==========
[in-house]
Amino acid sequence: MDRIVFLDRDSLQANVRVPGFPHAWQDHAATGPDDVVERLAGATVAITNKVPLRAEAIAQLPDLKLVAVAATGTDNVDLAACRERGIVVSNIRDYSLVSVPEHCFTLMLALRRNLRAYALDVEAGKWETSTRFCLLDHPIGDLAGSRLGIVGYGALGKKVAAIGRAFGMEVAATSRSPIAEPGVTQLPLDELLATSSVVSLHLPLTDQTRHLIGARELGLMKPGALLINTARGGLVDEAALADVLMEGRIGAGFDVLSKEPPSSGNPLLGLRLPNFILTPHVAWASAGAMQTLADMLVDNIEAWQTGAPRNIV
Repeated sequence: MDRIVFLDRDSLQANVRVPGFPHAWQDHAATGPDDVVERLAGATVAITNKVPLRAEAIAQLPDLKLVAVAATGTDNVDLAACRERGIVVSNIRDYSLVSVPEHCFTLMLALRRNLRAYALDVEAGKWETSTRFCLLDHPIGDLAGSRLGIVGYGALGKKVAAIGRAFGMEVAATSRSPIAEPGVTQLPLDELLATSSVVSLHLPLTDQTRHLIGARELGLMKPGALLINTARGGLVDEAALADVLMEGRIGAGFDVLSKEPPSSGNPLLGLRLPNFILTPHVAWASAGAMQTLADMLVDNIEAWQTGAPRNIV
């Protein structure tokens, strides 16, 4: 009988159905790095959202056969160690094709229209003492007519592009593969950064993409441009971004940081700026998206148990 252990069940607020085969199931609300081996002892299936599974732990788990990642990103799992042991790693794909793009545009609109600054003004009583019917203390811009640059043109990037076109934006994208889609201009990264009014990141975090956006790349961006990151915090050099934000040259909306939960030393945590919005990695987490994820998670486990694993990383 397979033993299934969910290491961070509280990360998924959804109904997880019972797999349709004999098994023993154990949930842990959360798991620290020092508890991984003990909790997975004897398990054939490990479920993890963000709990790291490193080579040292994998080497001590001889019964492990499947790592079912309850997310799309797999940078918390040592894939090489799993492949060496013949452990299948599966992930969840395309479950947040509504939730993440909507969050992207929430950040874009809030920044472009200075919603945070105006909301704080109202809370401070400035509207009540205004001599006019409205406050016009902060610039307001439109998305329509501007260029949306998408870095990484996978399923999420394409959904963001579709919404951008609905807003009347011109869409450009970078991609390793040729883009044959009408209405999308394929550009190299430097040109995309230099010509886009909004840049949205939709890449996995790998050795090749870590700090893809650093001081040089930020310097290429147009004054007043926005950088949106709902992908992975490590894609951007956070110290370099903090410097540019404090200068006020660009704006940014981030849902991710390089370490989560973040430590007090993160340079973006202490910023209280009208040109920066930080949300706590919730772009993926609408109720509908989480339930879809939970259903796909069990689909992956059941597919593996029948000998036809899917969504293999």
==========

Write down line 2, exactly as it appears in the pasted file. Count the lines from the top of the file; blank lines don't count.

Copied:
Amino acid sequence: MDRIVFLDRDSLQANVRVPGFPHAWQDHAATGPDDVVERLAGATVAITNKVPLRAEAIAQLPDLKLVAVAATGTDNVDLAACRERGIVVSNIRDYSLVSVPEHCFTLMLALRRNLRAYALDVEAGKWETSTRFCLLDHPIGDLAGSRLGIVGYGALGKKVAAIGRAFGMEVAATSRSPIAEPGVTQLPLDELLATSSVVSLHLPLTDQTRHLIGARELGLMKPGALLINTARGGLVDEAALADVLMEGRIGAGFDVLSKEPPSSGNPLLGLRLPNFILTPHVAWASAGAMQTLADMLVDNIEAWQTGAPRNIV